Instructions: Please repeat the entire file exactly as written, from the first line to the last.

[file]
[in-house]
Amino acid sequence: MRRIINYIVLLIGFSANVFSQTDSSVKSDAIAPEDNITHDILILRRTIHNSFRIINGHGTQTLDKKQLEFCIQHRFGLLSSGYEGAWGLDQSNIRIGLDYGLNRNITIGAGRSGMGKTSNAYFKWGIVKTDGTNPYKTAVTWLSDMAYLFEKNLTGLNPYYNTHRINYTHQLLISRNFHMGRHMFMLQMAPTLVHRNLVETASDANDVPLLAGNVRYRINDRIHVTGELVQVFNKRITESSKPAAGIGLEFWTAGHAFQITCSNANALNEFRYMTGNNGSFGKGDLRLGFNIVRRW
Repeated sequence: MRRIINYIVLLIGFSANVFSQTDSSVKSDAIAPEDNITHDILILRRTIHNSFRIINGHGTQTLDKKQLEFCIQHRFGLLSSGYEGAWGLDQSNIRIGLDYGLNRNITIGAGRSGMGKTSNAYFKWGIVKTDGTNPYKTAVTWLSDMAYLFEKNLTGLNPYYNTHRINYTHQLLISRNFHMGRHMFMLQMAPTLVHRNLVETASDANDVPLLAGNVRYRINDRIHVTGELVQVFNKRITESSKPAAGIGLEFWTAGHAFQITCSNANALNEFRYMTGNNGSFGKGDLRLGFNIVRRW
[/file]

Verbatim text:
[in-house]
Amino acid sequence: MRRIINYIVLLIGFSANVFSQTDSSVKSDAIAPEDNITHDILILRRTIHNSFRIINGHGTQTLDKKQLEFCIQHRFGLLSSGYEGAWGLDQSNIRIGLDYGLNRNITIGAGRSGMGKTSNAYFKWGIVKTDGTNPYKTAVTWLSDMAYLFEKNLTGLNPYYNTHRINYTHQLLISRNFHMGRHMFMLQMAPTLVHRNLVETASDANDVPLLAGNVRYRINDRIHVTGELVQVFNKRITESSKPAAGIGLEFWTAGHAFQITCSNANALNEFRYMTGNNGSFGKGDLRLGFNIVRRW
Repeated sequence: MRRIINYIVLLIGFSANVFSQTDSSVKSDAIAPEDNITHDILILRRTIHNSFRIINGHGTQTLDKKQLEFCIQHRFGLLSSGYEGAWGLDQSNIRIGLDYGLNRNITIGAGRSGMGKTSNAYFKWGIVKTDGTNPYKTAVTWLSDMAYLFEKNLTGLNPYYNTHRINYTHQLLISRNFHMGRHMFMLQMAPTLVHRNLVETASDANDVPLLAGNVRYRINDRIHVTGELVQVFNKRITESSKPAAGIGLEFWTAGHAFQITCSNANALNEFRYMTGNNGSFGKGDLRLGFNIVRRW